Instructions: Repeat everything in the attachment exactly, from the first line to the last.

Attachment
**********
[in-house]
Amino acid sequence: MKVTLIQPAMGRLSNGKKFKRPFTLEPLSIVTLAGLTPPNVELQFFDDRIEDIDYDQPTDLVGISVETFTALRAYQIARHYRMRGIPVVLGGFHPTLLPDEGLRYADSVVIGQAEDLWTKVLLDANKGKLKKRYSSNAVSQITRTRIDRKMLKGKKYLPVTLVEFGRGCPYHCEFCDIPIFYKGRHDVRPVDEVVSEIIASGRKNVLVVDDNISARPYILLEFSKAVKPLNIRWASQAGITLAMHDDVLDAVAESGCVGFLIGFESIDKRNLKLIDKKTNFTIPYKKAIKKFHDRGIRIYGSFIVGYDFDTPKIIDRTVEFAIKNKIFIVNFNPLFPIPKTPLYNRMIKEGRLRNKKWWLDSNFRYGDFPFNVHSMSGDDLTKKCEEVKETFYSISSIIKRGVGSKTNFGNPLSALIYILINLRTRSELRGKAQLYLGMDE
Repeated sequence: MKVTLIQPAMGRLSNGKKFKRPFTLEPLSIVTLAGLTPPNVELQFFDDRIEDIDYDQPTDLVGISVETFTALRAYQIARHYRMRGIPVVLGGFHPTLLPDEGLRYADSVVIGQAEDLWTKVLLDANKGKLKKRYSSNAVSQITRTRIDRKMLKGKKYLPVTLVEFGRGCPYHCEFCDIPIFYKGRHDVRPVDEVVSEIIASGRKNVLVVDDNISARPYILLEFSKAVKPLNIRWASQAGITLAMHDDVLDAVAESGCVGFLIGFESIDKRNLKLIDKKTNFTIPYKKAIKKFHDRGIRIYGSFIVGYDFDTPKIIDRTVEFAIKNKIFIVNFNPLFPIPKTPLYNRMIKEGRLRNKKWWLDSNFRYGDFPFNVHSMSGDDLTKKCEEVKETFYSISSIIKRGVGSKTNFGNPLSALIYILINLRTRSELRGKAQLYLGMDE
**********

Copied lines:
[in-house]
Amino acid sequence: MKVTLIQPAMGRLSNGKKFKRPFTLEPLSIVTLAGLTPPNVELQFFDDRIEDIDYDQPTDLVGISVETFTALRAYQIARHYRMRGIPVVLGGFHPTLLPDEGLRYADSVVIGQAEDLWTKVLLDANKGKLKKRYSSNAVSQITRTRIDRKMLKGKKYLPVTLVEFGRGCPYHCEFCDIPIFYKGRHDVRPVDEVVSEIIASGRKNVLVVDDNISARPYILLEFSKAVKPLNIRWASQAGITLAMHDDVLDAVAESGCVGFLIGFESIDKRNLKLIDKKTNFTIPYKKAIKKFHDRGIRIYGSFIVGYDFDTPKIIDRTVEFAIKNKIFIVNFNPLFPIPKTPLYNRMIKEGRLRNKKWWLDSNFRYGDFPFNVHSMSGDDLTKKCEEVKETFYSISSIIKRGVGSKTNFGNPLSALIYILINLRTRSELRGKAQLYLGMDE
Repeated sequence: MKVTLIQPAMGRLSNGKKFKRPFTLEPLSIVTLAGLTPPNVELQFFDDRIEDIDYDQPTDLVGISVETFTALRAYQIARHYRMRGIPVVLGGFHPTLLPDEGLRYADSVVIGQAEDLWTKVLLDANKGKLKKRYSSNAVSQITRTRIDRKMLKGKKYLPVTLVEFGRGCPYHCEFCDIPIFYKGRHDVRPVDEVVSEIIASGRKNVLVVDDNISARPYILLEFSKAVKPLNIRWASQAGITLAMHDDVLDAVAESGCVGFLIGFESIDKRNLKLIDKKTNFTIPYKKAIKKFHDRGIRIYGSFIVGYDFDTPKIIDRTVEFAIKNKIFIVNFNPLFPIPKTPLYNRMIKEGRLRNKKWWLDSNFRYGDFPFNVHSMSGDDLTKKCEEVKETFYSISSIIKRGVGSKTNFGNPLSALIYILINLRTRSELRGKAQLYLGMDE